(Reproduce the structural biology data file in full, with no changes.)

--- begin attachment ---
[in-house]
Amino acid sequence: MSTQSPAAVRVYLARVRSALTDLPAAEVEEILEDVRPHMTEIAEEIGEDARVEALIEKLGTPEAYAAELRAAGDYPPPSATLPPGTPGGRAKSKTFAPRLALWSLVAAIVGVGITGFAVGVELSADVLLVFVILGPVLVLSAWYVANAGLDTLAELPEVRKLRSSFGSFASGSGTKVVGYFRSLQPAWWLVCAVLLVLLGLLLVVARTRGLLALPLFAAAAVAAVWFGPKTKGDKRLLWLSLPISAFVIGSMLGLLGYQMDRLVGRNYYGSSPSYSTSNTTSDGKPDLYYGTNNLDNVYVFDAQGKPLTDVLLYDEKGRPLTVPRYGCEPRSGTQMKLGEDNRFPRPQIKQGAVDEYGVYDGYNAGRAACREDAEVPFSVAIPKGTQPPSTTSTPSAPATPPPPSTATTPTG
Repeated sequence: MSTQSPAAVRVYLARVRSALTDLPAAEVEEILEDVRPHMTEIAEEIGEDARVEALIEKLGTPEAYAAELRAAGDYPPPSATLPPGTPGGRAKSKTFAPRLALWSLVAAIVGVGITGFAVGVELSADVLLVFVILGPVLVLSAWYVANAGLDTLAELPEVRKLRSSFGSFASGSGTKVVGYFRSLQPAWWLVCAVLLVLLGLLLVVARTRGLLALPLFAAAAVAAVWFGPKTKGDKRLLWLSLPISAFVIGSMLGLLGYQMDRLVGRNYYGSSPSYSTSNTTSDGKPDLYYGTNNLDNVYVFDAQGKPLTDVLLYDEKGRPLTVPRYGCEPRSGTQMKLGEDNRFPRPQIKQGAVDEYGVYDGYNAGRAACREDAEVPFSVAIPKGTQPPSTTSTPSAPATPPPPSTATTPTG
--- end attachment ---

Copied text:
[in-house]
Amino acid sequence: MSTQSPAAVRVYLARVRSALTDLPAAEVEEILEDVRPHMTEIAEEIGEDARVEALIEKLGTPEAYAAELRAAGDYPPPSATLPPGTPGGRAKSKTFAPRLALWSLVAAIVGVGITGFAVGVELSADVLLVFVILGPVLVLSAWYVANAGLDTLAELPEVRKLRSSFGSFASGSGTKVVGYFRSLQPAWWLVCAVLLVLLGLLLVVARTRGLLALPLFAAAAVAAVWFGPKTKGDKRLLWLSLPISAFVIGSMLGLLGYQMDRLVGRNYYGSSPSYSTSNTTSDGKPDLYYGTNNLDNVYVFDAQGKPLTDVLLYDEKGRPLTVPRYGCEPRSGTQMKLGEDNRFPRPQIKQGAVDEYGVYDGYNAGRAACREDAEVPFSVAIPKGTQPPSTTSTPSAPATPPPPSTATTPTG
Repeated sequence: MSTQSPAAVRVYLARVRSALTDLPAAEVEEILEDVRPHMTEIAEEIGEDARVEALIEKLGTPEAYAAELRAAGDYPPPSATLPPGTPGGRAKSKTFAPRLALWSLVAAIVGVGITGFAVGVELSADVLLVFVILGPVLVLSAWYVANAGLDTLAELPEVRKLRSSFGSFASGSGTKVVGYFRSLQPAWWLVCAVLLVLLGLLLVVARTRGLLALPLFAAAAVAAVWFGPKTKGDKRLLWLSLPISAFVIGSMLGLLGYQMDRLVGRNYYGSSPSYSTSNTTSDGKPDLYYGTNNLDNVYVFDAQGKPLTDVLLYDEKGRPLTVPRYGCEPRSGTQMKLGEDNRFPRPQIKQGAVDEYGVYDGYNAGRAACREDAEVPFSVAIPKGTQPPSTTSTPSAPATPPPPSTATTPTG